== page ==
The territory we now know as Newton County was a well-watered, excellent hunting ground for its native Choctaw Indians, a very powerful, but peace-loving tribe. There may have been as many as 3,000 to 5,000 Choctaws in Newton County at the time of its early settlement by white people. Yet, they have almost gone from our midst, as only about 300 remain in Newton County.

The diverse lands of Newton County are divided into what is termed the ridge and branchlands -- some loamy, sandy upland, some level with good clay foundation, and some red clay subsoil. Quite an amount of bottom and creek lands, and the prairie in the southwestern part of the county. The first to be cultivated were usually the level table lands, with very little undergrowth, and rich, virgin soil underneath. Thousands of acres of prairieland were entirely unobstructed by timber or undergrowth. Most preferred by the settlers were the level, sandy uplands.

Originally part of Neshoba County, Newton County was included in a purchase by the U. S. Government, called the Treaty of Dancing Rabbit Creek (in Choctaw: "Chookfa Hitla Bogue"), signed September 28, 1830. Soon, the people of the southern half of the large county of Neshoba wanted a county of their own. On February 26, 1836, the Mississippi Legislature admitted Newton as a separate county, and commissioned three of its citizens -- William Donalson, Michael Thomas, and Francis Jones -- with the task of organizing the new county.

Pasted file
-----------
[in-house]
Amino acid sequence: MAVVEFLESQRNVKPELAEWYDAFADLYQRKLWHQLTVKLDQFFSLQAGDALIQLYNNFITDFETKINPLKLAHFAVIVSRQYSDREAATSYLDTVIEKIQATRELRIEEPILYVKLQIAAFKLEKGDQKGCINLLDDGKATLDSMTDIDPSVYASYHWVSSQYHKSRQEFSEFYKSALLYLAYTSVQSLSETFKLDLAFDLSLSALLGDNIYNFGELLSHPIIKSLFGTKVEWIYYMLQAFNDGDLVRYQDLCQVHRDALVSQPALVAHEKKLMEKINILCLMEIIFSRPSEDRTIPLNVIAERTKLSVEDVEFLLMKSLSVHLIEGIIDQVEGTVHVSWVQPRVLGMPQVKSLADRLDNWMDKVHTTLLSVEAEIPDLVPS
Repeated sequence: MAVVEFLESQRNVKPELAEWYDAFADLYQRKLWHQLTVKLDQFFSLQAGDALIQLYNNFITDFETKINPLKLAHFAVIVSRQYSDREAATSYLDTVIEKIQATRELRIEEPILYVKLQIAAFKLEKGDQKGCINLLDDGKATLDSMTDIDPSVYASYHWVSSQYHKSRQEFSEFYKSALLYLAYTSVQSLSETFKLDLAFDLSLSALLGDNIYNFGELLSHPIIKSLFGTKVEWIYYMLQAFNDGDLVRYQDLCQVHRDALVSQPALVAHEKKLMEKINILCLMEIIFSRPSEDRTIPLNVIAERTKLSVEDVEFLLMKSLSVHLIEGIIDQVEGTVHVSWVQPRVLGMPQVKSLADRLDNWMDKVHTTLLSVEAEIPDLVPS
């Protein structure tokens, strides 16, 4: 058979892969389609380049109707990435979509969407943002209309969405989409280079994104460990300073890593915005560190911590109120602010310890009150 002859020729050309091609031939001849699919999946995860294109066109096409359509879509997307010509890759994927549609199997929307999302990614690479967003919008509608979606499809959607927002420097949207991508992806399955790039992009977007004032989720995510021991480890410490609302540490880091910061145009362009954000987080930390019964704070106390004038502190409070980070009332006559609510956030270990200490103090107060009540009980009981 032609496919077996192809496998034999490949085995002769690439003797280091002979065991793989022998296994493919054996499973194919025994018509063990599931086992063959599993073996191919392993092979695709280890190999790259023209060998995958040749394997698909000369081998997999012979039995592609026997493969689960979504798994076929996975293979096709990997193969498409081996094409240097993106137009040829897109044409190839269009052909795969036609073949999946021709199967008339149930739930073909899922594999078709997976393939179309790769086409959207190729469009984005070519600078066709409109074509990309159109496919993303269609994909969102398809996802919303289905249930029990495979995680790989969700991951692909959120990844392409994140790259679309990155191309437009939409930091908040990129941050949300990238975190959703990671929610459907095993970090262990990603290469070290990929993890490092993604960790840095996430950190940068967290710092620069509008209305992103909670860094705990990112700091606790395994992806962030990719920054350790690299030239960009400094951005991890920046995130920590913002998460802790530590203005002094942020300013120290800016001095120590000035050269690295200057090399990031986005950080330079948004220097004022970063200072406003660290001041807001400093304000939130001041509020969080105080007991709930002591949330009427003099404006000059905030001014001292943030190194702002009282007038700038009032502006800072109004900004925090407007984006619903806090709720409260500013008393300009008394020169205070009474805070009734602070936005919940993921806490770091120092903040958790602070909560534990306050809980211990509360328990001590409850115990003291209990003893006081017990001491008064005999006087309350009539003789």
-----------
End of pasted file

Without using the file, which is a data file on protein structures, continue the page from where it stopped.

Newton County, named for the great philosopher and scientist, Sir Isaac Newton, is the only county in the state that is in the form of a square. The county is twenty-four miles square, with its seat of Decatur in nearly the exact center.

By 1850, the population had doubled to 4,465 (not including the Indians), and much more interest was taken in schools and churches, and the general civilizing of the country. Better houses were being put up, and the Baptist church was soon built. A new courthouse (and a new jail) had taken the place of the old log house built in early days. Source: Brown, A. J., The History of Newton County.

Surrounding Counties

Clarke

Jasper

Kemper

Lauderdale

Leake

Neshoba

Scott

Smith

 

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Newton County Records

The Clerk of the Chancery Court - Phone (601) 635-2367 or (601) 635-3370 - has divorce, probate, civil court, and deeds from 1876. 
The Clerk of the Circuit Court has marriage records.  Most of the early records were lost due to a court house fire in 1911.

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Banner photo courtesy Library of Congress
Sir Isaac Newton grahic source:  Helmolt, H.F., ed. History of the World. New York: Dodd, Mead and Company, 1902. 
Many thanks to former Newton County hostess, Mona Hura, for her contributions.
 
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